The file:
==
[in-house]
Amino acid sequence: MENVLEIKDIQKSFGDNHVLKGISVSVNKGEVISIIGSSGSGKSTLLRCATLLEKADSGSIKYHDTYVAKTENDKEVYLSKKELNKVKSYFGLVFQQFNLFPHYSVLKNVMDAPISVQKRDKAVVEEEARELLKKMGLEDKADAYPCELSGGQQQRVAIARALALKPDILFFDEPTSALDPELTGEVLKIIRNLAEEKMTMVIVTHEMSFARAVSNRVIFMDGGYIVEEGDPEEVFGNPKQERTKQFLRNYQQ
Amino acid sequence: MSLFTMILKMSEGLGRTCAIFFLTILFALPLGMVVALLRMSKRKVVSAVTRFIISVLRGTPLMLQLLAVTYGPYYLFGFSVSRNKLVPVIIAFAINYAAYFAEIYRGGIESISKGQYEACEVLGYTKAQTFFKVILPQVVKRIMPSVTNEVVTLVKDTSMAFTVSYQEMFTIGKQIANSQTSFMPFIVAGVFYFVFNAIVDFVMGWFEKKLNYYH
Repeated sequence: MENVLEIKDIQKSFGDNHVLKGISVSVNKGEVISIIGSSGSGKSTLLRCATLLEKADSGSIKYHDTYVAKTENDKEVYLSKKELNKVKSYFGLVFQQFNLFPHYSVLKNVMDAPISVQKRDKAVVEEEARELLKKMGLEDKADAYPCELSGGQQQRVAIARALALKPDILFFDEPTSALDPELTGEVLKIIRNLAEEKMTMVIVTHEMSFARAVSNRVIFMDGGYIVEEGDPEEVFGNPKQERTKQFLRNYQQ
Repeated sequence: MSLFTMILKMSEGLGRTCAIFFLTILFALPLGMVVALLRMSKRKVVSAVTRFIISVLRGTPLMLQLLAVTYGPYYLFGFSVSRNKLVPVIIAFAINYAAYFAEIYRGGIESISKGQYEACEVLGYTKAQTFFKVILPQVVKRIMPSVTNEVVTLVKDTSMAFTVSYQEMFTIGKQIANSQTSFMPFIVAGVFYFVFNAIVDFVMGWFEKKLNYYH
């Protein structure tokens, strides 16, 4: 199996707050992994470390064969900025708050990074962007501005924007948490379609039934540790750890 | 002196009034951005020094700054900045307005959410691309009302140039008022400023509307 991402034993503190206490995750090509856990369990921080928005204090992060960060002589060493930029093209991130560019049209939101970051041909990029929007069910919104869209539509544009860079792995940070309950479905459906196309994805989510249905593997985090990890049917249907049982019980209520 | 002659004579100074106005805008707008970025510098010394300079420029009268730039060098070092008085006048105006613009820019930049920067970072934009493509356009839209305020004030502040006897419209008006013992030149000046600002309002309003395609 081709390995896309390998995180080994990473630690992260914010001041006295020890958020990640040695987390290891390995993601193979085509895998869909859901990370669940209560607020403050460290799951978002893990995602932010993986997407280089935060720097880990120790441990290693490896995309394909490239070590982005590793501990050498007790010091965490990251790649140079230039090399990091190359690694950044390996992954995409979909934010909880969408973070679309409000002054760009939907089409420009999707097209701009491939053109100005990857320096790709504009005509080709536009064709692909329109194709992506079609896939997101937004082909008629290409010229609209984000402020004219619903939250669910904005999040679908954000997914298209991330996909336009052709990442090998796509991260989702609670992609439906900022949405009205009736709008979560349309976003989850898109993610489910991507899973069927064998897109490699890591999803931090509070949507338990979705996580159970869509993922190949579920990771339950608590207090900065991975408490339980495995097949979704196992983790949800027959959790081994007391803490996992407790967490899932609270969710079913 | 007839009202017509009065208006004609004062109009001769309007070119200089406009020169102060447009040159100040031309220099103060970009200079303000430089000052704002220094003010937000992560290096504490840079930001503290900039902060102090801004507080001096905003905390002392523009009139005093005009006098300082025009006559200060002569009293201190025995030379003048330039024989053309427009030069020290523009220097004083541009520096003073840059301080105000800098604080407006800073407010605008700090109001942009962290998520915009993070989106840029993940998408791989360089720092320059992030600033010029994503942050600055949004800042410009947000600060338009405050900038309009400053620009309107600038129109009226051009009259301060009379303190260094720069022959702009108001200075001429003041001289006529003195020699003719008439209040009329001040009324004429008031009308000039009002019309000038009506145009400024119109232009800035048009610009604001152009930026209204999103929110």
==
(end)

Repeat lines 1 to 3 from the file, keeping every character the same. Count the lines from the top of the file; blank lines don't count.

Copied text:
[in-house]
Amino acid sequence: MENVLEIKDIQKSFGDNHVLKGISVSVNKGEVISIIGSSGSGKSTLLRCATLLEKADSGSIKYHDTYVAKTENDKEVYLSKKELNKVKSYFGLVFQQFNLFPHYSVLKNVMDAPISVQKRDKAVVEEEARELLKKMGLEDKADAYPCELSGGQQQRVAIARALALKPDILFFDEPTSALDPELTGEVLKIIRNLAEEKMTMVIVTHEMSFARAVSNRVIFMDGGYIVEEGDPEEVFGNPKQERTKQFLRNYQQ
Amino acid sequence: MSLFTMILKMSEGLGRTCAIFFLTILFALPLGMVVALLRMSKRKVVSAVTRFIISVLRGTPLMLQLLAVTYGPYYLFGFSVSRNKLVPVIIAFAINYAAYFAEIYRGGIESISKGQYEACEVLGYTKAQTFFKVILPQVVKRIMPSVTNEVVTLVKDTSMAFTVSYQEMFTIGKQIANSQTSFMPFIVAGVFYFVFNAIVDFVMGWFEKKLNYYH